Year of the (Amur) Tiger

According to the Chinese calendar, a few days ago the world transited from the Year of the Ox to the Year of the Tiger. At Yorkshire Wildlife Park (YWP), however, it’s always the year of the tiger. Or, to be more precise, the year of the Amur Tiger, three of which currently call the Park home.

The Amur Tiger, also known as the Siberian Tiger, is one of six tiger sub-species, and is the largest big cat in the world. Adult males may weigh up to an impressive 200kg (440lb). These are majestic, iconic animals, and YWP visitors can often be seen gazing in awe at Vladimir, Sayan and Tschuna as they prowl around their ample enclosure.

Our consciences may be troubled at seeing such magnificent beasts living behind a fence, but the sad truth is that those tigers are lucky to be alive at all. In the 1940s the Amur Tiger was teetering on the edge of extinction. Fewer than 50 individuals remained in the wild at that time, after decades of political instability that had seen Russia bloodily reborn as part of the Soviet Union.

The Soviet Union had a wretched reputation in the latter half of the 20th century. Those of us who lived through the Cold War, wondering anxiously when the Kremlin’s missiles might come a-calling, don’t have particularly fond memories of the Soviets. On the face of it, theirs was not a regime that would be expected to place much emphasis on wildlife conservation.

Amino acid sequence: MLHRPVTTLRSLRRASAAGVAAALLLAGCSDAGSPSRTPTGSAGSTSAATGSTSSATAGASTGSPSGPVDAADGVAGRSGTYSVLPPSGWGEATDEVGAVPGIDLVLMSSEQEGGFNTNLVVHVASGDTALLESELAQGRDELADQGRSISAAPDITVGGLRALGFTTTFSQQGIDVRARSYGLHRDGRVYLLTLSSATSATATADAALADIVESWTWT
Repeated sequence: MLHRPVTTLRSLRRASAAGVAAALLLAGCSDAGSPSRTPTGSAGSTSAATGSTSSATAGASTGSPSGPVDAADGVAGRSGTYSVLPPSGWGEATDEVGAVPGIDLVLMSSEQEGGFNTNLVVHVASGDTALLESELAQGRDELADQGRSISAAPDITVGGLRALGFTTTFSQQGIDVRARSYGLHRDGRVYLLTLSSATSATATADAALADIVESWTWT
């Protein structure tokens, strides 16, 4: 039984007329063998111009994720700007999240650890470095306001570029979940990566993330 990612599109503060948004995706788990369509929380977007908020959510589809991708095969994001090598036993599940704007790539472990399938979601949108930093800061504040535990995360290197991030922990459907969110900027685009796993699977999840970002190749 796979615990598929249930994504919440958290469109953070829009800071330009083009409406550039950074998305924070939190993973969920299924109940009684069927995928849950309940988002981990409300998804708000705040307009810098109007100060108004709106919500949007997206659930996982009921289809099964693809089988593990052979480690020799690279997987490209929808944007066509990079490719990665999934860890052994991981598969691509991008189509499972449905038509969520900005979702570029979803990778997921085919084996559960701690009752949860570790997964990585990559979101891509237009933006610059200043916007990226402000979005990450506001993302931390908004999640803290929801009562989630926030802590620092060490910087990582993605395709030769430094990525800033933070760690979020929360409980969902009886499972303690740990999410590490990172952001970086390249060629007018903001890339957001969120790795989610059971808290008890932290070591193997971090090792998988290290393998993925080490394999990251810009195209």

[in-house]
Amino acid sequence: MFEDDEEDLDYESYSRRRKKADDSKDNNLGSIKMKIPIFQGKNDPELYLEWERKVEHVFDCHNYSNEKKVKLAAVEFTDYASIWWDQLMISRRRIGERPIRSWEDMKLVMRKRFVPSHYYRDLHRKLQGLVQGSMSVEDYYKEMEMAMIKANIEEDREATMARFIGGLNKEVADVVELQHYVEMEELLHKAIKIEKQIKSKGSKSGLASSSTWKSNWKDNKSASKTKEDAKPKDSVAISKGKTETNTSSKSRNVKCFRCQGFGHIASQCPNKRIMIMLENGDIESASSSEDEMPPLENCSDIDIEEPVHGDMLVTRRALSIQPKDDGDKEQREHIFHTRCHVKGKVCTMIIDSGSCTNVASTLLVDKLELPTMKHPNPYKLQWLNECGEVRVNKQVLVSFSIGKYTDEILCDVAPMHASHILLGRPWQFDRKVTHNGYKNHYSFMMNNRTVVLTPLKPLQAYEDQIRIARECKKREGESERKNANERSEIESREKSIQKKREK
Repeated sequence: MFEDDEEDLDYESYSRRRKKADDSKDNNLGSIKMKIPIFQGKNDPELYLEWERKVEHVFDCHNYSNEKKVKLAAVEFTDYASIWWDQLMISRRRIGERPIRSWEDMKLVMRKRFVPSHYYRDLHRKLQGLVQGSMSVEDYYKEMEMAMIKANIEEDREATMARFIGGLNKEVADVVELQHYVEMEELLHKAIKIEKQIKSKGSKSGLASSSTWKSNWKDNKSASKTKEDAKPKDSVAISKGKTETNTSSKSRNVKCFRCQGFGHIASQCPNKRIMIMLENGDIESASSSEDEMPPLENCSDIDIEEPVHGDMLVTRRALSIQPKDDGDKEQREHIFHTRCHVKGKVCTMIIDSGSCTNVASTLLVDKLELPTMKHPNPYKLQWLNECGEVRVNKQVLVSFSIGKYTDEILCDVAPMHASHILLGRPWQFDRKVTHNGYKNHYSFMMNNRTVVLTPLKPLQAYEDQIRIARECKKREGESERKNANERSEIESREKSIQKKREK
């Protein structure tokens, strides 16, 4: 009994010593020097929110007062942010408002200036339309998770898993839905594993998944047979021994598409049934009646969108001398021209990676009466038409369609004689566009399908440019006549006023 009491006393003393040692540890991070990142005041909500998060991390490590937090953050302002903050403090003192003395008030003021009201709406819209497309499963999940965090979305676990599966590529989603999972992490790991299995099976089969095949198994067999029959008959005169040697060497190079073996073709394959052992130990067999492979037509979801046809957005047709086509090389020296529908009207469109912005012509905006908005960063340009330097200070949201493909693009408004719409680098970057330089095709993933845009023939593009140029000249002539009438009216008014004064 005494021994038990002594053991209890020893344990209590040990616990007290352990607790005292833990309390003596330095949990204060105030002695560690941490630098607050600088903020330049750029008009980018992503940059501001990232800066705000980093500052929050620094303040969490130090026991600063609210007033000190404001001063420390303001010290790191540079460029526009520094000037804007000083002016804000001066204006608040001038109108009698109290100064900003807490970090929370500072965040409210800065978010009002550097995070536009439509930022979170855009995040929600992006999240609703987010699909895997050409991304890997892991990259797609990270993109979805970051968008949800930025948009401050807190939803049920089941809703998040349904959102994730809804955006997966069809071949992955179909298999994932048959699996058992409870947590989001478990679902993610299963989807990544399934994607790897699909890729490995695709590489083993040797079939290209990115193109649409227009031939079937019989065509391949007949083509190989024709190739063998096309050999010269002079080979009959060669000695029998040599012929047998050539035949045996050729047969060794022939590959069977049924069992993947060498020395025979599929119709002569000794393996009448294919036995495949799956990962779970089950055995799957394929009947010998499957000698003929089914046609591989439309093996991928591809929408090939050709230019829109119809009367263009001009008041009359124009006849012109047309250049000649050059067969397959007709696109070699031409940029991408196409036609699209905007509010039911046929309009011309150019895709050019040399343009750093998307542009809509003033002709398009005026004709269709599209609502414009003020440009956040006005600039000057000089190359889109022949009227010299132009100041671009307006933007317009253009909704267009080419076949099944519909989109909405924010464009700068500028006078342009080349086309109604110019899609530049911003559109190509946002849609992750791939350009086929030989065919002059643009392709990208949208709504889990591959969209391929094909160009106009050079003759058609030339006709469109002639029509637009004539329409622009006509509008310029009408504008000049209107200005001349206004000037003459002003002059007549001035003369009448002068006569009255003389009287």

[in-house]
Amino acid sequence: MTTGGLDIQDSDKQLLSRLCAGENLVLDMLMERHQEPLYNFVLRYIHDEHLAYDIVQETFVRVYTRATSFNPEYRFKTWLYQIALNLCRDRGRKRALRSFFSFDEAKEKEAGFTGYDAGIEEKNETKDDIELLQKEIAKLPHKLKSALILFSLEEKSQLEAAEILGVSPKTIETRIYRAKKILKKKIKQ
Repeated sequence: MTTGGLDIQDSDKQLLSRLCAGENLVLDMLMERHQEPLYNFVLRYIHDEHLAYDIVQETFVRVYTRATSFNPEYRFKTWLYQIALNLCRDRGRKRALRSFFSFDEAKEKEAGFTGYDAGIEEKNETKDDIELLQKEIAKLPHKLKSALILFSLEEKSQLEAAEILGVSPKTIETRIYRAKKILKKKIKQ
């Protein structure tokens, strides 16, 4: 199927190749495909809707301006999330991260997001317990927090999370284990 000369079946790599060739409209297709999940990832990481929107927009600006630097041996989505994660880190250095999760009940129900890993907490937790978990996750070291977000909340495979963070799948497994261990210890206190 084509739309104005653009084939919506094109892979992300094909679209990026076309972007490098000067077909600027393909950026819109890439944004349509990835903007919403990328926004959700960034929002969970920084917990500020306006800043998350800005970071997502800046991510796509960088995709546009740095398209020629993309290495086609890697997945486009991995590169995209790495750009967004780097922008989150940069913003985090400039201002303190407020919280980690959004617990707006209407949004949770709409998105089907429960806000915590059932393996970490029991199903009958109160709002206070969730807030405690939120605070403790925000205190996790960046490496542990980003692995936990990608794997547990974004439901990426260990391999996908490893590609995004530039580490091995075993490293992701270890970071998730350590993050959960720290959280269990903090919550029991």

But when it came to saving the Amur Tiger, the Soviet Union certainly stepped up to the plate. In 1947 they gave full protection to the tigers living within their borders, the first country in the world ever to do so. Killing tigers was outlawed and hunting of their main prey species, boar and deer, was restricted.

Government intervention came just in time and numbers have recovered, albeit very slowly. By 2005, the population of wild Amur Tigers had reached 330, and according to a recent report in the Moscow Times is now estimated at over 600.

So successful has the recovery been in Russia that a few Amur Tigers have now crossed the border into north-east China. The Chinese government is encouraging the process through the creation of two new nature reserves, one of which (the Tiger and Leopard National Park, or TLNP) is 50% larger than the USA’s wonderful Yellowstone National Park.